Dole budget switch to help cut fraud: Employment department wins fight for pounds 1.8bn benefits role

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The Independent Online
THE DEPARTMENT of Employment will take over the pounds 1.8bn budget for unemployment benefit from the Department of Social Security in a move to crackdown on dole fraud and tackle continuing high unemployment, according to Whitehall sources.

David Hunt, the Secretary of State for Employment, has convinced colleagues that the payment of the Job Seeker's Allowance should be linked to his department's employment training schemes in 1996, when it replaces unemployment benefit.

It will also enable checks on benefit claimants to be made by a single department, to ensure those claiming the benefit are actively seeking work. Peter Lilley, the Secretary of State for Social Security, has been putting up resistance after initially appearing to accept the move, but ministerial colleagues believe he has lost the argument. 'There has been a row, but it looks as though it has been resolved now,' one Whitehall source said. 'Having a smaller budget may make it easier for Lilley in the spending round.'

Mr Hunt's colleagues said he has the backing of Downing Street. It will be presented as a move to answer criticism - repeated at the weekend by the Archbishop of Canterbury - that the Government is failing to do enough to tackle unemployment and its effects on communities. The Budget assumed unemployment would continue at 2.75 million until 1996-97 although it has been falling more sharply than expected.

Opposition parties are certain to attack the change as superficial tinkering with the system, while the safety net for the unemployed is being cut. The introduction of the Job Seeker's Allowance - disclosed in the Budget by Kenneth Clarke - is part of attempts by the Treasury and the Social Security Secretary to cut the pounds 80bn welfare state.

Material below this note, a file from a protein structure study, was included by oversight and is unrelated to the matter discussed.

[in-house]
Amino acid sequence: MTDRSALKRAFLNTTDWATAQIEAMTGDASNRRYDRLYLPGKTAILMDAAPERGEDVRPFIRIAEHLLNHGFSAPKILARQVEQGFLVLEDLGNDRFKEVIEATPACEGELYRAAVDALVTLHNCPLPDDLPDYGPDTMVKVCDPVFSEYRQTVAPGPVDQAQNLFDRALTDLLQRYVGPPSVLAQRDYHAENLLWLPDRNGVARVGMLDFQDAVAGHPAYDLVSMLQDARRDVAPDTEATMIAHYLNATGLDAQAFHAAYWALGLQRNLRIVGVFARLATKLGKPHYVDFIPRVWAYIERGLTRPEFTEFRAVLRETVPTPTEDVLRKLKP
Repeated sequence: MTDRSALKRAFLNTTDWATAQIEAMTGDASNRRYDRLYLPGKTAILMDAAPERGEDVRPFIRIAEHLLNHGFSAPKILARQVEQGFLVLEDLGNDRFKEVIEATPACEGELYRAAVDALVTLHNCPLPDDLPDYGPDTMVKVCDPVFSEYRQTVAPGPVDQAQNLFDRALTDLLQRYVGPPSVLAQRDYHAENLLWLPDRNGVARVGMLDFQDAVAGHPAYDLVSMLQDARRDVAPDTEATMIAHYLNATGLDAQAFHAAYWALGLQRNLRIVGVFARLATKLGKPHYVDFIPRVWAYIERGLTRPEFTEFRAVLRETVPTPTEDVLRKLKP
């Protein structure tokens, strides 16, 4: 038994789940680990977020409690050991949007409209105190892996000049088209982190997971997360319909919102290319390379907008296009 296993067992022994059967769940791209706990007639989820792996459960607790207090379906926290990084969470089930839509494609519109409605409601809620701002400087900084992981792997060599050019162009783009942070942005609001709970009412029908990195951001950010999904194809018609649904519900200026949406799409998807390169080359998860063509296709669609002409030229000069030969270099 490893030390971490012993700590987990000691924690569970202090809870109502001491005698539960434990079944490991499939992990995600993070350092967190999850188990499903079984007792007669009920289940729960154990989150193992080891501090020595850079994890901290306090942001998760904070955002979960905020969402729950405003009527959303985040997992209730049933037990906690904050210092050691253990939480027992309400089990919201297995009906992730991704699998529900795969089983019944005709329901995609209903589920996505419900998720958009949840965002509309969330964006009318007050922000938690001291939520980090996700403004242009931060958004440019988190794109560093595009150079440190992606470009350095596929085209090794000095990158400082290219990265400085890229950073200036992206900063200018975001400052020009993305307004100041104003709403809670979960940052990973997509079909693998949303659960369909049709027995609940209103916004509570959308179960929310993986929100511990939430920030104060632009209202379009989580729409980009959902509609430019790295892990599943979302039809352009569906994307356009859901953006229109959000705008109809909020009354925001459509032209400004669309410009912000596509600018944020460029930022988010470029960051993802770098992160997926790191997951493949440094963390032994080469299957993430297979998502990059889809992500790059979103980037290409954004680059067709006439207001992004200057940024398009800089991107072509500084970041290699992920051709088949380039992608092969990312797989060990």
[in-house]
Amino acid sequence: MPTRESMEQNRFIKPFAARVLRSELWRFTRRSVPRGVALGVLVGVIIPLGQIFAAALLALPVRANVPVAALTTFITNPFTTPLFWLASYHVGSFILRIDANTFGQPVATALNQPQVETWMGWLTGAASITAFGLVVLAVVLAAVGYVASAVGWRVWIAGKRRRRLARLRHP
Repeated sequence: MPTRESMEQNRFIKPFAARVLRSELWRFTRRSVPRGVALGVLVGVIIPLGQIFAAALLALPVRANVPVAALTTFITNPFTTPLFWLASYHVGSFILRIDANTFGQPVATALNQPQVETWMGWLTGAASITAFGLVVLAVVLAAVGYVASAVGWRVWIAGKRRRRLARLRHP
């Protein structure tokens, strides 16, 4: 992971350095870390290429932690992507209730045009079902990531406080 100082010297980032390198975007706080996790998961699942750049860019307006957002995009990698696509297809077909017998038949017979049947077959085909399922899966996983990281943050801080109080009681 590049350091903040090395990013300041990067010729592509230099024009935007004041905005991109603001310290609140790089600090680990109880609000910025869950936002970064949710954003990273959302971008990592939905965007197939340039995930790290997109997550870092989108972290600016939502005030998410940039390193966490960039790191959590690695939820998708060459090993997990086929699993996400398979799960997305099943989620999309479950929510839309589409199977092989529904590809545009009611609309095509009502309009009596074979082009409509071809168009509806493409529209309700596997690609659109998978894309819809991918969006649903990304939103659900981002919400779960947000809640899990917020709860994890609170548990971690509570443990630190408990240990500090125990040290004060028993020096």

Unemployment benefit is paid to 715,000 claimants for 12 months, but that will be cut to six months for the Job Seeker's Allowance. After six months, the unemployed will have to rely on Income Support - about pounds 44 a week for a single adult and pounds 69 for a couple - but it is means-tested.

The payments to young people will also be reduced by about 20 per cent. The Treasury has targeted the employment budget for a fundamental spending review. The Budget statement said measures to restrain the growth of social security 'to a more affordable level' were included in welfare cuts totalling pounds 4.4bn in 1996-97.

The Chancellor said the Job Seeker's Allowance would 'cut through the bureaucratic maze' of Income Support and unemployment benefit paid by two different agencies, the Employment Service and the Benefits Agency employing between them 44,000 civil servants. The move may lead to cuts in staff numbers. It will consolidate the Employment Department in Whitehall, ending speculation that it could be disbanded by merging its training role with the Department of Education. Mr Hunt is expected to be moved in the July reshuffle, possibly to become chairman of the party. He could be replaced by Virginia Bottomley, Secretary of State for Health.

Meanwhile, the chairmen of Training and Enterprise Councils (TECs) have been forced to shake up their performance by Ann Widdecombe, the under-secretary for employment. Miss Widdecombe warned TEC chairmen they were breaking the Government's promise to provide guaranteed places within eight weeks for young people, when she discovered more than 5,000 youngsters had been waiting longer.

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